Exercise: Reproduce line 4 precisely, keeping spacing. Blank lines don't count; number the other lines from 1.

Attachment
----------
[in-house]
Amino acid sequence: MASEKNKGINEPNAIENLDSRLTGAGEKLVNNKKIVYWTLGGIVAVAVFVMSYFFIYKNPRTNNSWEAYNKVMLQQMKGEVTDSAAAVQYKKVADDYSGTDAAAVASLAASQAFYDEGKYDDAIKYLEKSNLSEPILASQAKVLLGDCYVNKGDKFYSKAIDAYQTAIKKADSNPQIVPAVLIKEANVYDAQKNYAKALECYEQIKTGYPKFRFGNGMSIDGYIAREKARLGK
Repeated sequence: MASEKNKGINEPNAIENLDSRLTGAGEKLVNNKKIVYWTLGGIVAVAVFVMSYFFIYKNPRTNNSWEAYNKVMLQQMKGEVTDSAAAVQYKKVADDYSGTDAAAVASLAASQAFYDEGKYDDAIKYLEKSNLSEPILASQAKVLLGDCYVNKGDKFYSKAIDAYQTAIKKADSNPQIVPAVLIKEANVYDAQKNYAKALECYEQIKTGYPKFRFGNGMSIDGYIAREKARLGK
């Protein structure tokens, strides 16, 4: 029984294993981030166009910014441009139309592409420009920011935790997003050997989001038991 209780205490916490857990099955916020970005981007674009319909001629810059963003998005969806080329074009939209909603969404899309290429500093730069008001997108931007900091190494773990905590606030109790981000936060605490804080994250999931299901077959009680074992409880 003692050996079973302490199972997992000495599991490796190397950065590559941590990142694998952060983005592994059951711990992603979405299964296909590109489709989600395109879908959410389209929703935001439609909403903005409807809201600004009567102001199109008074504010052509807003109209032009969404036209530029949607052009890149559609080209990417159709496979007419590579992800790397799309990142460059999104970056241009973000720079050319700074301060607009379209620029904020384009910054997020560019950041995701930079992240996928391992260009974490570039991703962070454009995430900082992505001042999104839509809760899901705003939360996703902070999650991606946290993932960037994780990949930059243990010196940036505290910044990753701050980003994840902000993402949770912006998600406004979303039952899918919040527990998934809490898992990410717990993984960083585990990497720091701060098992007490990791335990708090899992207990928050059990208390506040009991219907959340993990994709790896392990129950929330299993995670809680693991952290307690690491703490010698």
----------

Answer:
């Protein structure tokens, strides 16, 4: 029984294993981030166009910014441009139309592409420009920011935790997003050997989001038991 209780205490916490857990099955916020970005981007674009319909001629810059963003998005969806080329074009939209909603969404899309290429500093730069008001997108931007900091190494773990905590606030109790981000936060605490804080994250999931299901077959009680074992409880 003692050996079973302490199972997992000495599991490796190397950065590559941590990142694998952060983005592994059951711990992603979405299964296909590109489709989600395109879908959410389209929703935001439609909403903005409807809201600004009567102001199109008074504010052509807003109209032009969404036209530029949607052009890149559609080209990417159709496979007419590579992800790397799309990142460059999104970056241009973000720079050319700074301060607009379209620029904020384009910054997020560019950041995701930079992240996928391992260009974490570039991703962070454009995430900082992505001042999104839509809760899901705003939360996703902070999650991606946290993932960037994780990949930059243990010196940036505290910044990753701050980003994840902000993402949770912006998600406004979303039952899918919040527990998934809490898992990410717990993984960083585990990497720091701060098992007490990791335990708090899992207990928050059990208390506040009991219907959340993990994709790896392990129950929330299993995670809680693991952290307690690491703490010698």